Finger Lakes Grape Program Enrollment

Program Areas

  • Pest Management
  • Vineyard Nutrition
  • Crop Management
  • Market Development
  • Farm Business

Enrollment Benefits

  • Vineyard Consultations
  • Finger Lakes Vineyard Update
  • Semi-monthly Finger Lakes Vineyard Notes
  • Educational Meetings & Conferences
  • Discounted Conference Registration Fees

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FALL   •   WINTER   •   SPRING   •   SUMMER          New Vineyard Timeline
Grape - Fall Content

B.E.V. NY   •   BUSINESS MANAGEMENT   •   CULTURAL PRACTICES   •   IPM   •   VINE NUTRITION AND SOILS


1-year Pre-plant · Assessment of Site Needs

Once a site has been selected, several important tasks must be completed to cover as many details as possible before vines actually go into the ground. This is one attempt to avoid any surprises after site preparation and vine planting and before any major resources are used.

Contact planting contractor

Laser planting? Auger and a tractor? Shovel and a strong back? Regardless of planting strategy, be prepared for the planting date. Whether you are hiring someone to plant, or you have volunteers to help, try to schedule a planting date one year ahead of time. You may find that one year is not enough time to schedule busy contractors for planting your vineyard, so be sure to contact them as soon as the varieties have been selected.

Assess deer and other animal pressure

If you are not prepared for deer and other animal pressure, surviving winter temperatures and spring frosts will amount to little, as deer can eat vines down to the ground. Deer fencing in high-pressure areas may be necessary, or there are various chemical deer deterrents that have not been tested in research trials. For other animal pressure, grow tubes might reduce feeding, but electric fences are often deployed around small acreages.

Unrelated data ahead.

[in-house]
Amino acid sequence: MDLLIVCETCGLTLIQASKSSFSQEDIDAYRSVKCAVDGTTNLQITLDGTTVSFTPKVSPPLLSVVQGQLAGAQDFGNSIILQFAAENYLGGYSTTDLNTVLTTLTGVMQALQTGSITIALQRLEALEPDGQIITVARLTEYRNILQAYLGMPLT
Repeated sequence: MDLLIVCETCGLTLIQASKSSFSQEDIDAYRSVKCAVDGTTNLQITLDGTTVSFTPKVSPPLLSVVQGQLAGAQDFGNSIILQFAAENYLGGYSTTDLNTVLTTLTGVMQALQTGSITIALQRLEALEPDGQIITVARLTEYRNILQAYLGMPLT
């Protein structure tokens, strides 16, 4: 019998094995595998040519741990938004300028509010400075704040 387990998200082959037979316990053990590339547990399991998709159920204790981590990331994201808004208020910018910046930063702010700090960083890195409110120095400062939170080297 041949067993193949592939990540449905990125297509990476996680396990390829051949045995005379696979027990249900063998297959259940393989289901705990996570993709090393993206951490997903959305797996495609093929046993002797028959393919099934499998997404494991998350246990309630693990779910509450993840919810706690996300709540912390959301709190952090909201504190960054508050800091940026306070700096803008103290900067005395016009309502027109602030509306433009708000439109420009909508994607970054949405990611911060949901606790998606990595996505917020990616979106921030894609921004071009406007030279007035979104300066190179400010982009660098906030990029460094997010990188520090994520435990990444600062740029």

Determine and address irrigation and drainage needs

During site preparation (link to site preparation), irrigation or drainage needs should have been addressed. Remember, it is best to prepare the site as much as possible (irrigation, drainage, nutrient management, weed removal) prior to putting plants in the ground because each of these tasks becomes more difficult when maneuvering around vines and trellis hardware.

Resources

Wolf, T. et.al. 2008. Wine Grape Production Guide for Eastern North America. Cooperative Extension NRAES:145.


Content by:

Dr. Jodi Creasap Gee
Viticulture Extension Educator
Lake Erie Regional Grape Program


Upcoming Events

In-Person Class- Pesticide Applicator Exam Training

December 9 - December 16, 2020
12.9.20 1pm-5pm 12.10.20 1pm-3pm
Penn Yan, NY

CCE Yates will be offering small classes for those wishing to prepare to take their pesticide applicator exam. The training will cover the safe handling of pesticides, rules and regulations, formulations and much more. This course is not a 30-hour course. The training will take place in the Yates County Auditorium and pre-registration is required. 
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Modeling and monitoring how grapevines gain and lose cold hardiness

December 16, 2020
3:00 - 4:30 PM

Guest speakers Dr. Jason Londo, USDA-ARS scientist, and Dr. Jim Willwerth, Brock University,will discuss their research and outreach programs and how they can help Eastern growers manage and sometimes prevent winter injury.

To register: https://extension.psu.edu/modeling-and-monitoring-how-grapevines-gain-and-lose-cold-hardiness

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2021 Pesticide Training and Recertification Series

Event Offers DEC Credits

February 2 - February 23, 2021
7:00pm-9:30pm, Exam 6:00pm-10:00pm
Canandaigua, NY


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Announcements

Spotted Lanternfly Found in Ithaca, NY

A population of spotted lanternfly (SLF) has been found in Ithaca, New York, just off the Cornell University campus.

They were found on their favorite host plant, another invasive species, tree of heaven (Ailanthus altissima). However, SLF also feeds on many other trees and plants, which, unfortunately, includes grapevines. With New York State's important Finger Lakes grape-growing region and wine industries so close to Ithaca, state agencies and pest-control experts are particularly concerned about this pest's impact in the region.


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